- A large handful of ramson (wild garlic) leaves, plus extra to decorate
- 100g ghee or unsalted butter
- A large handful of grated hard cheese, such as Parmesan
- Coarse sea salt and ground black pepper, to season
- Chop the ramson directly into a mortar in the tiniest lengths possible using scissors, then add the butter and mix thoroughly.
- Stir in the cheese. It should be thick enough to spread easily. Season with salt and pepper.
- To store, cover and keep in the fridge for up to a week.
- Ramson (wild garlic) is only in season for a couple of months of the year, so if you can't find any, or when it is out of season, use oregano, marjoram, coriander, parsley, sage, or a herb of your choice. Or use lemon or orange zest and cinnamon at Christmas.
- Be absolutely certain that what you are using is ramson — it looks remarkably similar to poisonous plants such as lily of the valley. It should smell like garlic, but if in any doubt, do not use.
- Don't be tempted to overload the boule with paste, and make sure all the butter is inside the boule. Don't overdo the shaping or it will burst out of the sides.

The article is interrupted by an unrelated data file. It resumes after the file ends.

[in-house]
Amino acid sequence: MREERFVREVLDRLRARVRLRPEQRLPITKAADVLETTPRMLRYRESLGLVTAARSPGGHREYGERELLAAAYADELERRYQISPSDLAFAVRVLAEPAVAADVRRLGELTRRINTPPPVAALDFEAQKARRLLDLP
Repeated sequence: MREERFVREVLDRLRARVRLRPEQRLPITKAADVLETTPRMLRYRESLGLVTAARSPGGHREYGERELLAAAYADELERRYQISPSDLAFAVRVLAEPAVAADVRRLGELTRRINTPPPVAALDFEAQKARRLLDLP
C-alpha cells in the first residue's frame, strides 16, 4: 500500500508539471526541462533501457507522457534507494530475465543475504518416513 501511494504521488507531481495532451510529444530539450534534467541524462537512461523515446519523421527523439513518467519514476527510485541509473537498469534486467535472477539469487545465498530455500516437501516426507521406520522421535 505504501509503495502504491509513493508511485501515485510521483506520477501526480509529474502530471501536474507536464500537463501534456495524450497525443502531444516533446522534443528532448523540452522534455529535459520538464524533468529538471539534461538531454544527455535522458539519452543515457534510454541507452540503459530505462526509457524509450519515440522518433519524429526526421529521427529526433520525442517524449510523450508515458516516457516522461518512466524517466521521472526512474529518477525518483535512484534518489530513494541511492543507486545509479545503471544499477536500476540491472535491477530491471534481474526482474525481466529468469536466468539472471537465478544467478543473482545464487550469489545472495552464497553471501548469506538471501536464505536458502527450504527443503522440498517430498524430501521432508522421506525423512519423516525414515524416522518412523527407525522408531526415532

- Line the banneton with ramson leaves and any flowers for a very pretty effect.
More from The Sourdough School:
- Bread-Making Basics: Getting Started on Your Sourdough
- Why You Should Sprout Your Grains and Seeds
- Malting Grain to Boost Your Sourdough
- Russian Rye Bread Using Excess Sourdough Starter
- Chocolate and Roasted Hazelnut Bread
In The Sourdough School: The Ground-Breaking Guide to Making Gut-Friendly Bread by Vanessa Kimble, readers will learn to master the art of sourdough from the expert herself. Kimble uses the teachings from her renowned Sourdough School in a brilliant compilation of easy-to-follow instructions and stunning photography. Readers of all experience levels can try their hand at the timeless craft of artisan baking with this indispensable guide. The following excerpt is from Chapter 8, “Formulas.”
In April, the garden at the School comes alive. The birds sing their hearts out, and the cherry trees are laden with blossom. The ramson, with its pretty, star-shaped flowers, is tucked under an ancient beech tree at the bottom. Making a herb butter with it is a wonderfully easy way to get a rich, full-flavored sourdough bread. I love to use a mortar and pestle rather than a blender, simply for the joy of it: I cannot deny myself the satisfaction of crushing the ingredients together. The butter is added to the center of the dough on its final shaping, and trickles and oozes through the bread as it bakes.